Pitcher's Routines Pitchers need to develop routines that put them into the right frame of mind. More on this can be found in the pitching section in section 8. Routines, including breathing ones, can help create the conditioned responses that were discussed in section 6. An example of a pitcher's routine - while standing on the rubber, take a deep breath through the nose slow, deep and calmly. Let it out as you get your sign and location. Then imagine the lane you are going to throw in. Blacken out around it, and see a trail of balls going precisely down that lane into the catcher's glove. Follow with the real pitch to the same spot. Some pitchers use self-talk to design their routines around. Remember the mental message can dictate the physical action. The dirt circle is a good place for positive self-talk. If you, as a pitcher, find yourself talking negative, get out of the dirt and say anything you want to yourself. Then get back in and start your positive routine. "I am coming at you; get ready for my stuff..."
Hitter's Routines - Hitter's routines often start with quality uninterrupted on deck time to study the pitcher and reflect on what he is about to do. Then the routines progress to the actual at bat. There are so many different ways to get into the right frame of mind. An example of using Positive Image Flashes (PIF's) - First, start with a vision routine like described before. While waiting for the pitcher to move his feet, visualize a pitch coming down the lane and seeing it being hit exactly where you want it to go, like up the middle. Then when the pitcher moves his feet, continue with your vision routine to put yourself in the best position for it to really happen. There are a lot of routines that have body actions that help a hitter relax and get into the right frame of mind. Ever watch a cat pounce on a mouse or some toy? It crouches down and then slowly wags it tail giving itself timing and readiness. Then the cat quickly strikes at its prey. This is a great example of a routine. Hitters often wag their bats much like the cat's tail. Just like the pitcher can use the dirt circle of the mound to talk positive or negative, so can the hitter use the dirt circle around home plate or use the batter's box itself.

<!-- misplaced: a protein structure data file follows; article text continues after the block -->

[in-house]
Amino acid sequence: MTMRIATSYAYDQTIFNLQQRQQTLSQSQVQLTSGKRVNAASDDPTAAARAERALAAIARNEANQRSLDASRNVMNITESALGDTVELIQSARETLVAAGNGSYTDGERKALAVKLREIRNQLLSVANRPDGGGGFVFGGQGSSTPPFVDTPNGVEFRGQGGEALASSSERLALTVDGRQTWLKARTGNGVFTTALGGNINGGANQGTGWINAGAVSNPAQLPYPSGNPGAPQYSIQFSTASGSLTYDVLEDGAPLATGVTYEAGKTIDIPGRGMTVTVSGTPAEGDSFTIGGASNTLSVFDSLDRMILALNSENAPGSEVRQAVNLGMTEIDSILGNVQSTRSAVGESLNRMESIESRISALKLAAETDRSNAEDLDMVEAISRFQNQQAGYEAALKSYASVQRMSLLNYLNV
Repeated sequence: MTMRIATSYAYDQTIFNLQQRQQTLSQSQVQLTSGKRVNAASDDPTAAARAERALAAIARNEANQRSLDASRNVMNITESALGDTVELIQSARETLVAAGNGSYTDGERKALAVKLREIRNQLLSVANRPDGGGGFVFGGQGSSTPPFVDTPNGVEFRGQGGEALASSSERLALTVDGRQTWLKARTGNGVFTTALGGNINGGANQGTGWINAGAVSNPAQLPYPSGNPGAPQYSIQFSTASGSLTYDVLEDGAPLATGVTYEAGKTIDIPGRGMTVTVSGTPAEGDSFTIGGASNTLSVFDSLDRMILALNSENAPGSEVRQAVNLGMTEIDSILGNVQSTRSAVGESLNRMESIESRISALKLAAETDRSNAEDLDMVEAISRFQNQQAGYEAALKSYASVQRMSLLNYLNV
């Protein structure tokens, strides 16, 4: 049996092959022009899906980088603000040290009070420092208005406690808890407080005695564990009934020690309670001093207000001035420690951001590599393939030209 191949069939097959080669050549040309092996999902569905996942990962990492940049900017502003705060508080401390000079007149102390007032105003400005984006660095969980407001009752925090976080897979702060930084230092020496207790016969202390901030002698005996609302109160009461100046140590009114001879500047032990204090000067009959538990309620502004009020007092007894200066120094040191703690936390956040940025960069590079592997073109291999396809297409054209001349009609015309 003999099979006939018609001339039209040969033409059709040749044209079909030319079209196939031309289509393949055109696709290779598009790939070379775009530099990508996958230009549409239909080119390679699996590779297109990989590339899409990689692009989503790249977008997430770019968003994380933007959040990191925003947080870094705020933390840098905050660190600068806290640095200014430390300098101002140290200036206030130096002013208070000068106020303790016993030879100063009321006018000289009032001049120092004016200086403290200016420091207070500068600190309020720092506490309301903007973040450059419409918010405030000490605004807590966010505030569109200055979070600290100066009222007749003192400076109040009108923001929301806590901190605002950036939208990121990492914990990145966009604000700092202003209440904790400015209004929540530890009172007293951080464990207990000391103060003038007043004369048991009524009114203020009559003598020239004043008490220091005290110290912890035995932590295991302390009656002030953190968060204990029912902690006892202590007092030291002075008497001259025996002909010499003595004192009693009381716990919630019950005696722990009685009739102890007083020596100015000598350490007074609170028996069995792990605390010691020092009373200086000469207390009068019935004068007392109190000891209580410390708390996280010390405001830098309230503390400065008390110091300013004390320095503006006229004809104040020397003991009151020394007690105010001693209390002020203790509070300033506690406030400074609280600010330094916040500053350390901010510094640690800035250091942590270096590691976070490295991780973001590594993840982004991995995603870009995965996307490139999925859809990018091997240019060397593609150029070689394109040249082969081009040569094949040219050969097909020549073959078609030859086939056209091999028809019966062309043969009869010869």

Fielder's Routines - Fielders need routines to take up all of the dead time between pitches. These routines should be designed keeping two things in mind. One, a routine that allows for focus and movement right before the pitch, and two, some sort of planning stage when the ball is not in play. An example of a fielder's routine - Have an imaginary circle that can be placed anywhere you desire depending on the situation. When you walk out of this circle it triggers the planning stage. Quickly figure out all the possible scenarios and what you will do with the ball. Walk back into the circle, which represents your unbeatable zone. When you are in that circle you are unstoppable. You take every ground ball personally. If 27 balls were hit to you, you would make 27 outs and win the game. This circle makes you super-human every time you step into it. You suddenly feel quicker and more ready.
For more on routines check out The Cognitive Advantage Program's website!
Copyright Rick Harig - All Rights Reserved